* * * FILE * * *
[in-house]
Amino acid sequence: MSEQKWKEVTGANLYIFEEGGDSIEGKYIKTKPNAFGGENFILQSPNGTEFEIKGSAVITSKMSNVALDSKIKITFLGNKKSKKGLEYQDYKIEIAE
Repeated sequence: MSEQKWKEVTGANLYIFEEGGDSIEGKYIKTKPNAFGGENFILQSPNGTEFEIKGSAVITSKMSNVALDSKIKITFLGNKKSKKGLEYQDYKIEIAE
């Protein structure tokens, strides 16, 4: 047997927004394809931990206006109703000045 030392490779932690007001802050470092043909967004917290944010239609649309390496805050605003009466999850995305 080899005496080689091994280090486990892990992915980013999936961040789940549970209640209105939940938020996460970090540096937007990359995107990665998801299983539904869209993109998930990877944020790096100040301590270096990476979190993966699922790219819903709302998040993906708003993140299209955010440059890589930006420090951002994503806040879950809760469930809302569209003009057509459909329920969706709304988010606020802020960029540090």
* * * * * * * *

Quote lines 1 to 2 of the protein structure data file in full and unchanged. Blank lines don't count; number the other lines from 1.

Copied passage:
[in-house]
Amino acid sequence: MSEQKWKEVTGANLYIFEEGGDSIEGKYIKTKPNAFGGENFILQSPNGTEFEIKGSAVITSKMSNVALDSKIKITFLGNKKSKKGLEYQDYKIEIAE